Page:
Eleven years ago, Square Enix and Jupiter released the most important Nintendo DS game ever. The ground-breaking Nintendo handheld introduced the world to dual-screen gameplay and lit the fire of touchscreen experiences that continues to burn brightly in each of our pockets today. For as much of a game-changer as the console itself was, only a small few of the games released on it truly felt changed.
Then, in the Summer of 2007, Square Enix released The World Ends With You.
While plenty of DS games felt like they could live on any other console, The World Ends With You was meticulously designed to take advantage of and justify the unique hardware it called home. A stylish JRPG oozing with Japanese street culture and sharp teen angst, The World Ends With You was a love letter to misunderstood youths and cravers of Japanese culture alike, forming a hefty Venn diagram of appeal that made it the best selling DS game in North America the week of its release.
While fans have clamored for a sequel endlessly since the original release, Square Enix has coyly teased such plans and briefly revisited the world of Underground Shibuya a handful of times in the last decade. Bringing the game to Nintendo Switch is the latest of these teases, but depending on your relationship to the franchise, this may not be the return you were hoping for.
For the unfamiliar, The World Ends With You is a 2D JRPG where you play as Neku Sakuraba, an amnesiac teen who wakes up in Shibuya to find himself part of a strange week-long death game called the Reapers’ Game. He reluctantly forms a partnership with a girl named Shiki, and proceeds to run into a number of other unique allies and bizarre antagonists as he pieces together who he is and what he’s doing here.
It’s often recommended to fans of the Kingdom Hearts series, and not just because it’s produced by those games’ actual creators. The World Ends With You has a long, sweeping narrative involving mysterious factions, arcane rules, and otherworldly entities that strike a similar note to the hefty world-building antics of the Kingdom Hearts franchise. Wrapped up in all of that bizarre mischief, though, is a character-driven story about forming bonds and opening up to the people around you.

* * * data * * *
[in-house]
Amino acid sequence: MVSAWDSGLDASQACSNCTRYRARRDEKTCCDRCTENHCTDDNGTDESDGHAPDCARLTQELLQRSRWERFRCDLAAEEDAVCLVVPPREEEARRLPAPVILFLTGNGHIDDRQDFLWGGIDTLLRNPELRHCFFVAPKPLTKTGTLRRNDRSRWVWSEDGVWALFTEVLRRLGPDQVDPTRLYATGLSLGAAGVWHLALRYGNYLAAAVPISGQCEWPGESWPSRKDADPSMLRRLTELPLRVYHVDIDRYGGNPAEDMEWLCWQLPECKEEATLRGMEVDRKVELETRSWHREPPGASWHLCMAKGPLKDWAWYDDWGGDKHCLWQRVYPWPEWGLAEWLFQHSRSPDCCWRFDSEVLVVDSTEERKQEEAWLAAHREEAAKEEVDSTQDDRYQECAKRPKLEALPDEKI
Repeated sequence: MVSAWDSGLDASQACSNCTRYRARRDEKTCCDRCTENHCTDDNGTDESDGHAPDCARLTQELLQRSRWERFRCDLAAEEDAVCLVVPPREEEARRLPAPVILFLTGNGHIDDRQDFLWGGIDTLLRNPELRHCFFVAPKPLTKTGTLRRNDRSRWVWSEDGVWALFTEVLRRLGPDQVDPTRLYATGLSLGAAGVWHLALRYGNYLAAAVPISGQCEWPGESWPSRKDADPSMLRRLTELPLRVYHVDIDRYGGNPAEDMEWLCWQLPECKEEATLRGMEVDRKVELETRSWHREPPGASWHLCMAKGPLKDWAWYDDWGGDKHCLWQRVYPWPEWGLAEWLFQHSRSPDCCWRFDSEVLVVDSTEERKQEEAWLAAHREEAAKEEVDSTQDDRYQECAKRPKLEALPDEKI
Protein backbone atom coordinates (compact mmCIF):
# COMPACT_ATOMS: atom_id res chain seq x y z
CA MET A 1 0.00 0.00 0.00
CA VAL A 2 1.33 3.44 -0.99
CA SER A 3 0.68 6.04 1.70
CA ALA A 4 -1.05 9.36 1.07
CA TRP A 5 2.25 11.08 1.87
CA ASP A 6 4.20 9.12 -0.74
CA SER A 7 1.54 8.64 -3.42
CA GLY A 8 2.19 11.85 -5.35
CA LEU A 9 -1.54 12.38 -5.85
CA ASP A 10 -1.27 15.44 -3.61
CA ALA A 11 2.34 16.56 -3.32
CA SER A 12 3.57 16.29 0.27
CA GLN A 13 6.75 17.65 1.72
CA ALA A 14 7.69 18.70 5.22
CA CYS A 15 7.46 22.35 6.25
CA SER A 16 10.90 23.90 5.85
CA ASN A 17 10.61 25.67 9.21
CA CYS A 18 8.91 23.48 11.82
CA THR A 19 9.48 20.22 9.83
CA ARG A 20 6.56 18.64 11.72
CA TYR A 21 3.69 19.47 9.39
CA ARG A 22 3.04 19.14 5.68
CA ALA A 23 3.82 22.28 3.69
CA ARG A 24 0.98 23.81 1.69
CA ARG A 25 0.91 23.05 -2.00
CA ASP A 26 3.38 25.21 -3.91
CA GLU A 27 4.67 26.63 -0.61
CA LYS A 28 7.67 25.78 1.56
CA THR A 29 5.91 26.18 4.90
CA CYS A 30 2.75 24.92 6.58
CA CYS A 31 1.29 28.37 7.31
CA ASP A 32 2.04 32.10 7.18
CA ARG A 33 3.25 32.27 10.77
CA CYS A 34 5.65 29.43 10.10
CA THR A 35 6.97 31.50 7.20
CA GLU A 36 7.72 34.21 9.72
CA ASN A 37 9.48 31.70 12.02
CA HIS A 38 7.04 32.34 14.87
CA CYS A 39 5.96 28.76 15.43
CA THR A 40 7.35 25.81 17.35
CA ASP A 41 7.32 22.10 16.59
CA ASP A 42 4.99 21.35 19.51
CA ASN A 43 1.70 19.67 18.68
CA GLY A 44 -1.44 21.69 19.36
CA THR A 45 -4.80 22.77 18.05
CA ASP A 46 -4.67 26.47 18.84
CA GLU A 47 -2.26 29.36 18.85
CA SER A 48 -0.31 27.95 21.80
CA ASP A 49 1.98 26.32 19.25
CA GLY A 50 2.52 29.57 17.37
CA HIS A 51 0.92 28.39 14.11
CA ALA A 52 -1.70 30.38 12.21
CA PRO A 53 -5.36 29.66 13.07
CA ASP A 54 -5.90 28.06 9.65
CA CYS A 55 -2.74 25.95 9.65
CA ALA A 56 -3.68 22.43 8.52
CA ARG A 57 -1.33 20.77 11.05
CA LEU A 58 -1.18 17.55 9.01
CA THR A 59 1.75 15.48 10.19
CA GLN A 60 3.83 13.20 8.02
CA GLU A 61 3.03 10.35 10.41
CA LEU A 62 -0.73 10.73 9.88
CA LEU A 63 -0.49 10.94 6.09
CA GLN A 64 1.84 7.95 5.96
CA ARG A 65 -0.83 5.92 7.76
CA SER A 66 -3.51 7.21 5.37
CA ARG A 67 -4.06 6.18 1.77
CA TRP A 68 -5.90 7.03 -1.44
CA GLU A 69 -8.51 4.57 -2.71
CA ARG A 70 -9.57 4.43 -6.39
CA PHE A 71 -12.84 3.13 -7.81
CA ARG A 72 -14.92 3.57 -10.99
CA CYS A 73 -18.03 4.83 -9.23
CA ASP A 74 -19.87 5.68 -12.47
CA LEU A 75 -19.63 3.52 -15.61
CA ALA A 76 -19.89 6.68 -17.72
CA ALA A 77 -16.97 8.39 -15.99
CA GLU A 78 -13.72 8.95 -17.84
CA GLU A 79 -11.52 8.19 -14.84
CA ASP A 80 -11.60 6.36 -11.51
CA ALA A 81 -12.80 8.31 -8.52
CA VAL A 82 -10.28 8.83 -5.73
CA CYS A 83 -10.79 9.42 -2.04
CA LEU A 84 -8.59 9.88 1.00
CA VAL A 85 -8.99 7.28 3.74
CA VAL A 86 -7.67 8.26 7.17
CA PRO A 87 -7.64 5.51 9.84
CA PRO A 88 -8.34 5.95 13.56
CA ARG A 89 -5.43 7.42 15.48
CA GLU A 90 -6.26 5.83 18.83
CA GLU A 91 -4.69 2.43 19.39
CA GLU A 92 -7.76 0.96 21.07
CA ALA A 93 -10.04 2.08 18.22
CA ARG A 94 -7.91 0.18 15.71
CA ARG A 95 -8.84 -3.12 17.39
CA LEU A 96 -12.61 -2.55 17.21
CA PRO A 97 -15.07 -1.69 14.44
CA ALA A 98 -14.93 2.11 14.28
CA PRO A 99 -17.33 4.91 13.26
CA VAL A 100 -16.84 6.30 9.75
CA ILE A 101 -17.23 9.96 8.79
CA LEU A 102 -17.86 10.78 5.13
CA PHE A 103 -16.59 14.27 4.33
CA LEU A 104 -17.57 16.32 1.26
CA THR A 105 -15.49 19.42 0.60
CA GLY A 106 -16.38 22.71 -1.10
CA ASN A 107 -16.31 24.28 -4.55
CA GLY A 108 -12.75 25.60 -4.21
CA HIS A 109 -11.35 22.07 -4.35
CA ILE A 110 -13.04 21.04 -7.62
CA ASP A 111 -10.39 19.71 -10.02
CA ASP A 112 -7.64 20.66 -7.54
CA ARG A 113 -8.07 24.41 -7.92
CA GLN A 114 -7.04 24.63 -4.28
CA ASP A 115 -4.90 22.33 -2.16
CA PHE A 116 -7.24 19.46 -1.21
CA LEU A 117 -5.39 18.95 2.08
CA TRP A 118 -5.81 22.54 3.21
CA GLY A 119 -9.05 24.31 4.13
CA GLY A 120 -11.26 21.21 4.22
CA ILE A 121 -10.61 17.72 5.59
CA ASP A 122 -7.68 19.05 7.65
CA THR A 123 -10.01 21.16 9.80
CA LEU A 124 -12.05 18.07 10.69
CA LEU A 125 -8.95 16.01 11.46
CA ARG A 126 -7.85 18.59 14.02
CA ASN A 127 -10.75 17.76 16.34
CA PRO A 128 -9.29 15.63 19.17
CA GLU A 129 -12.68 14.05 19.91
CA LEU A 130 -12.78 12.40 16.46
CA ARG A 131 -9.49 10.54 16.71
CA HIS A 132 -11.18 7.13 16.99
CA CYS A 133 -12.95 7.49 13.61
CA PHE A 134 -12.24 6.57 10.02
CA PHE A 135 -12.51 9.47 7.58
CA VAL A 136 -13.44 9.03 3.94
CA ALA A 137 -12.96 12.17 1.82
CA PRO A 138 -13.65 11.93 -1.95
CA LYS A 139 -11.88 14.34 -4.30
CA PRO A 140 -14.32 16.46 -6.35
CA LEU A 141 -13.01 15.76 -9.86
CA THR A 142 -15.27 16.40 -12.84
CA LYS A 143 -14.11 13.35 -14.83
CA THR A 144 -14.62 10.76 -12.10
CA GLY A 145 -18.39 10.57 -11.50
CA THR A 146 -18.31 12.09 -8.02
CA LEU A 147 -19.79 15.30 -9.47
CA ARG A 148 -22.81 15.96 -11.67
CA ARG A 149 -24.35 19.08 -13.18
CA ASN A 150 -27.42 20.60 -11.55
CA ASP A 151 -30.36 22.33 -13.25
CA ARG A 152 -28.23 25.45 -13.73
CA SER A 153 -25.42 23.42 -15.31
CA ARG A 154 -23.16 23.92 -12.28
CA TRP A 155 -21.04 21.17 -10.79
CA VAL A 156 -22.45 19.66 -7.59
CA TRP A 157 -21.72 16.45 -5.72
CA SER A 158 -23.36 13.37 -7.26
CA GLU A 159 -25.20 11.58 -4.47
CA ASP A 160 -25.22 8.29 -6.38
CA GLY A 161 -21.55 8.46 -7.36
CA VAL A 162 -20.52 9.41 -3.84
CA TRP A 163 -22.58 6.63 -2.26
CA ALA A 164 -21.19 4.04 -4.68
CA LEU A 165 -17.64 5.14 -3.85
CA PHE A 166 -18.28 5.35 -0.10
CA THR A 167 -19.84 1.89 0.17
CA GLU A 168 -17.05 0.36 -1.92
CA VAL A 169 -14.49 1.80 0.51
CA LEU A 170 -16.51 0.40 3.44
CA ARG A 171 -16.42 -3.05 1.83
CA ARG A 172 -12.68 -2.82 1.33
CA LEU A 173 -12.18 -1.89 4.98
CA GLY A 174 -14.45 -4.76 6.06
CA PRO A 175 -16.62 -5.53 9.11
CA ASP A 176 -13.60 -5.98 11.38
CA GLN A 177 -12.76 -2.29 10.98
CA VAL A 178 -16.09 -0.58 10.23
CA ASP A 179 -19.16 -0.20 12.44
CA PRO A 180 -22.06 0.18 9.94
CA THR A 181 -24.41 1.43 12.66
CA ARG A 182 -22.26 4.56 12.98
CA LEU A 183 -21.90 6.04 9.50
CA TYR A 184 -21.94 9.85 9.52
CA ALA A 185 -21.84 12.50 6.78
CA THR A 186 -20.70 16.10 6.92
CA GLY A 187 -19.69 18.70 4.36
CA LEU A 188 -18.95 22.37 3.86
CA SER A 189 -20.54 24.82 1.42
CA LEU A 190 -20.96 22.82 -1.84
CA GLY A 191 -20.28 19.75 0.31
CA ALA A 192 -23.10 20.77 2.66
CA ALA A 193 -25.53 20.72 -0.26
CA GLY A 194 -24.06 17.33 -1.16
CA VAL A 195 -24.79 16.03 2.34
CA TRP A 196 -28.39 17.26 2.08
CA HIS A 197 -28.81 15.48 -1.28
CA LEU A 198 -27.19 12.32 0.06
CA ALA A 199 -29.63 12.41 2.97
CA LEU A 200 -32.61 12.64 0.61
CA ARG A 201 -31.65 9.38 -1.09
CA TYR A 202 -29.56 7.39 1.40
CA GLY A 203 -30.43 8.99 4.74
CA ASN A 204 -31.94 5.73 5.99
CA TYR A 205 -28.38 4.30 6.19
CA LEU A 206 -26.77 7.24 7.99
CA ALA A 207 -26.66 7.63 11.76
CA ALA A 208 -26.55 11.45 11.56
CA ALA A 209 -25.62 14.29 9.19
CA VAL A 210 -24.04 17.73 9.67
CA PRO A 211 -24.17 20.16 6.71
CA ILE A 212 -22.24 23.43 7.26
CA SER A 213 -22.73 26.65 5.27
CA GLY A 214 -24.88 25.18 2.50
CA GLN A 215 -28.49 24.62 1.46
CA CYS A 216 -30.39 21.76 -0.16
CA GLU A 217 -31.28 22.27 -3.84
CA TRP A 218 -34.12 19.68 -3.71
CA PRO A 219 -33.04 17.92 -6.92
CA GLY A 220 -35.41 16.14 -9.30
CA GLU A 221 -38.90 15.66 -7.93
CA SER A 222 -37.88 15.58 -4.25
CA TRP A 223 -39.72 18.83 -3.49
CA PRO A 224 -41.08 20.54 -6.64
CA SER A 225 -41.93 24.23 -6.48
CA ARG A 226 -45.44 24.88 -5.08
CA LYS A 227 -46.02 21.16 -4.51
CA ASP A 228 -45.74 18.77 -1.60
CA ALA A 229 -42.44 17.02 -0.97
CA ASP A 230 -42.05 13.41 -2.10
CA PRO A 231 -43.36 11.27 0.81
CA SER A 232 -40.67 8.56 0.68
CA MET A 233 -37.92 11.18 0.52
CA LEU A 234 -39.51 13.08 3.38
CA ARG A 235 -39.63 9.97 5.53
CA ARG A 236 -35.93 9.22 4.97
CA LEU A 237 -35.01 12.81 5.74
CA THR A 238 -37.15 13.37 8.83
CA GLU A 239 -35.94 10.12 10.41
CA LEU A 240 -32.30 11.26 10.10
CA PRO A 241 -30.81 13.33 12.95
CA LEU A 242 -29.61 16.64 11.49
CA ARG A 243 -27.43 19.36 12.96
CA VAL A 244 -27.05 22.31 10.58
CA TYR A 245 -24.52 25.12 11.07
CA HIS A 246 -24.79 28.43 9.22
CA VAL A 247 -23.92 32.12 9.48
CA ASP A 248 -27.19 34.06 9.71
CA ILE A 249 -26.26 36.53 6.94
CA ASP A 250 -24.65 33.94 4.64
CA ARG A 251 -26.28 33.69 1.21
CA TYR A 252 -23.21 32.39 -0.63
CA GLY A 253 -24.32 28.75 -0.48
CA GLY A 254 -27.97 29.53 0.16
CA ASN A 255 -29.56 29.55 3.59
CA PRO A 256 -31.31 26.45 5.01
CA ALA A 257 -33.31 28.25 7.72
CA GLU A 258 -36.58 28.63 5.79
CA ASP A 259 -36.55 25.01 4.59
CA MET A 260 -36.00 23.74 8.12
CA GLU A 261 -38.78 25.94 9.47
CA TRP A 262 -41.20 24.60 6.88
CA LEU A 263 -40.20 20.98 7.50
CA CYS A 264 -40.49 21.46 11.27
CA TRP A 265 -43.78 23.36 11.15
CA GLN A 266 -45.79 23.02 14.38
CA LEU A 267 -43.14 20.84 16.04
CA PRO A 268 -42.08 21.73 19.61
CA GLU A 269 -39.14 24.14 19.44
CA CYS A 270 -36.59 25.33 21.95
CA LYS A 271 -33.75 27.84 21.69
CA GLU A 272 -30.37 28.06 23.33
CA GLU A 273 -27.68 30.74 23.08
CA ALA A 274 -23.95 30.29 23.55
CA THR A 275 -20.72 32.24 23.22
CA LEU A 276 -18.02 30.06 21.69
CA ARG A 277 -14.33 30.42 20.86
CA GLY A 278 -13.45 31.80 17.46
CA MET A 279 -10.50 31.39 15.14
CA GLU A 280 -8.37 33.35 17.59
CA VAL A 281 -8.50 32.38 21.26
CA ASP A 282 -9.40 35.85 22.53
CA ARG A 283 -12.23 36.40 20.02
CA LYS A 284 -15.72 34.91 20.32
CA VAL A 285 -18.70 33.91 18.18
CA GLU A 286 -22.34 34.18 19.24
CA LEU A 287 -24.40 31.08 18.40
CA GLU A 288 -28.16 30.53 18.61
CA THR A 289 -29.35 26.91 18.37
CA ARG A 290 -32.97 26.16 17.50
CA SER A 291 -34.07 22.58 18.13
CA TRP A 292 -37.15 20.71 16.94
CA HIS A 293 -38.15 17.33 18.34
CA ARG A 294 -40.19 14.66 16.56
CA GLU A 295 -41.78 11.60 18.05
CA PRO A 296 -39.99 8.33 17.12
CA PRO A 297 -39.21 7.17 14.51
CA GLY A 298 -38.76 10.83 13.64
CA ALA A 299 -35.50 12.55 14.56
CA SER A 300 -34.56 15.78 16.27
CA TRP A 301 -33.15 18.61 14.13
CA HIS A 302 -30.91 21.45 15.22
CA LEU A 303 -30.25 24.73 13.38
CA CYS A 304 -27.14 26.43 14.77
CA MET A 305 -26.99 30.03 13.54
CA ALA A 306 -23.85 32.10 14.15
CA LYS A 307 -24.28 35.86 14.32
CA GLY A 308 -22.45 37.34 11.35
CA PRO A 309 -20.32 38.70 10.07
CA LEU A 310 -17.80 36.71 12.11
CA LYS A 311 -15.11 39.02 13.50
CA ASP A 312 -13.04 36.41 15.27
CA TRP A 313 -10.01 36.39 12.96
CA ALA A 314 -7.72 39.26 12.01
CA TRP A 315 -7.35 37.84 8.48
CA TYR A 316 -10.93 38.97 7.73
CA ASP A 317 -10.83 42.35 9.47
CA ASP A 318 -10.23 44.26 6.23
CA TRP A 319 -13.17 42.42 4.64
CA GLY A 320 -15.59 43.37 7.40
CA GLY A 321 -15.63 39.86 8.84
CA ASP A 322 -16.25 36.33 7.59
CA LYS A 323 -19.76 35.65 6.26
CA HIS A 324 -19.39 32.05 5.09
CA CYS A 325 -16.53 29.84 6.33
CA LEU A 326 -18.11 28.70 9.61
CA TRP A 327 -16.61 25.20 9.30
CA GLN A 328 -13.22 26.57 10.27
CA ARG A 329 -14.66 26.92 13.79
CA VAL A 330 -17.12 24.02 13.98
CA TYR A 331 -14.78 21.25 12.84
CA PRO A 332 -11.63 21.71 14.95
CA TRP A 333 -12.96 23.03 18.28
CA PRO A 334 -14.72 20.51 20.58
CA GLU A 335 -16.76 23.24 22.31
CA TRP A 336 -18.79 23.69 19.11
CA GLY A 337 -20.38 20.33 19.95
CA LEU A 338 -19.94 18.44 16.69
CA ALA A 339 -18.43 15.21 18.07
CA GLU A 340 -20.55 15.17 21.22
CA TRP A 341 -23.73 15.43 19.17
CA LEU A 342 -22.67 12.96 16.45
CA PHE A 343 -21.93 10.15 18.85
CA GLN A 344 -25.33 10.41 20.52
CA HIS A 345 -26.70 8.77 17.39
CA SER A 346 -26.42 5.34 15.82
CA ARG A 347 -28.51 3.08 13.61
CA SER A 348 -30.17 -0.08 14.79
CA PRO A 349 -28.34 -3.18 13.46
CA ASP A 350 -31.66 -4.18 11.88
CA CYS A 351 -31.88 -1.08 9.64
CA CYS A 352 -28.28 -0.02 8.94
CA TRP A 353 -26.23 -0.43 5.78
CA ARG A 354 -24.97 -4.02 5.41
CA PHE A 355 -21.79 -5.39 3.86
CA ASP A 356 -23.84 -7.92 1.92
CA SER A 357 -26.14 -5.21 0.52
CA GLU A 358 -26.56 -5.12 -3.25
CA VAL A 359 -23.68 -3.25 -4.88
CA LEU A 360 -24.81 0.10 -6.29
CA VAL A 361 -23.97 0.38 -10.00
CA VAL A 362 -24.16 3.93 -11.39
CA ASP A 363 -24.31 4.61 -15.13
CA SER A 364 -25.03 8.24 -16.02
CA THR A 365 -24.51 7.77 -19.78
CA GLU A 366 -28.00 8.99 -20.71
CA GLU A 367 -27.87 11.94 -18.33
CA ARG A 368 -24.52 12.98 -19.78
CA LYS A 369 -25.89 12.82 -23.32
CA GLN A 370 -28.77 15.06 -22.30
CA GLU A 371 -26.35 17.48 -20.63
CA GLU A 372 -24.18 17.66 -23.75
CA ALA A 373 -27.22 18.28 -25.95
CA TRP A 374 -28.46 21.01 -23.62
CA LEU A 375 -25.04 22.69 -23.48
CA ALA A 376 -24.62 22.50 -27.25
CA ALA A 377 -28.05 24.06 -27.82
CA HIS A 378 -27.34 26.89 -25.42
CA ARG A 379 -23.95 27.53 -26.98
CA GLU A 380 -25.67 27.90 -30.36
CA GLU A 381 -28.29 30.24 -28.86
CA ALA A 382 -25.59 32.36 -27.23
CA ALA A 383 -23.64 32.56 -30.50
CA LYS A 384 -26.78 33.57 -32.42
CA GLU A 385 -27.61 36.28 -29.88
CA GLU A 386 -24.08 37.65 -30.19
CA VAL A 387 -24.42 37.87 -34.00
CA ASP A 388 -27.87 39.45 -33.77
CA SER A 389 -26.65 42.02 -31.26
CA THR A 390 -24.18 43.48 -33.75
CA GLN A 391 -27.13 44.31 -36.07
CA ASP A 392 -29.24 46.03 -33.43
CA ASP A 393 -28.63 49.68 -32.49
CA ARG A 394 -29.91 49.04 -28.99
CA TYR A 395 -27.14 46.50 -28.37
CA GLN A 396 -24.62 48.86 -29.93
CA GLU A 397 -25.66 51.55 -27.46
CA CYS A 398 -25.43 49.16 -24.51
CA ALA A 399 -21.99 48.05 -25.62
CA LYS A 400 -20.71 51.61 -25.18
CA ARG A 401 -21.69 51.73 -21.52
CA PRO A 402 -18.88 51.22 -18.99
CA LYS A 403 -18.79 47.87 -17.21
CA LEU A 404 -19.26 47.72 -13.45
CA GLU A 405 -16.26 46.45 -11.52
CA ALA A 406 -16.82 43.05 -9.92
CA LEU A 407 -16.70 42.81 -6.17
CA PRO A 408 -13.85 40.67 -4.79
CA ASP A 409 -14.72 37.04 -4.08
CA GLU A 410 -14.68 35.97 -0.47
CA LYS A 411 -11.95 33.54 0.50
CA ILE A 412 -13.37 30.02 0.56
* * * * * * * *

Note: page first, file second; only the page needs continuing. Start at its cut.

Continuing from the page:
This game is about making connections and working together, and those core themes resonate equally in the gameplay as they do in the story. At least, they did in the original Nintendo DS release. In that game, you controlled individual characters on both screens of your system. The bottom character was manipulated with touch controls, while the top character acted by using your face buttons. It was a system that challenged all of your senses, but it also perfectly reflected the themes of cooperation and synergy that stood at the heart of the game. The Nintendo Switch release of The World Ends With You has two different control schemes, but neither of them ends up quite as successful as the original.
If you play in handheld mode, the entire game is controlled with the touchscreen. Combat in all versions of the game revolves around unlockable pins that give you a variety of different attacks and abilities employed with different touch inputs. You’ll need to tap enemies, or slash across them, or even draw circles to attack them. Instead of controlling two characters, your partner is now an additional equipped pin, who you call upon by tapping enemies on the screen when the partner pin is charged up.
When I first tried this handheld method, I was entirely unimpressed. Combat in The World Ends With You requires sharp reactions and even sharper accuracy, and I found it impossible to have either of those abilities with the sluggish precision of my fingers. Furthermore, navigating menus and walking through the world can only be done with screen taps, despite an early on-screen message telling me I can walk around with the left-stick. With the heft of the Switch and the size of its screen, it’s less than comfortable holding it in any way that permits accurate touch-screen play for extended periods.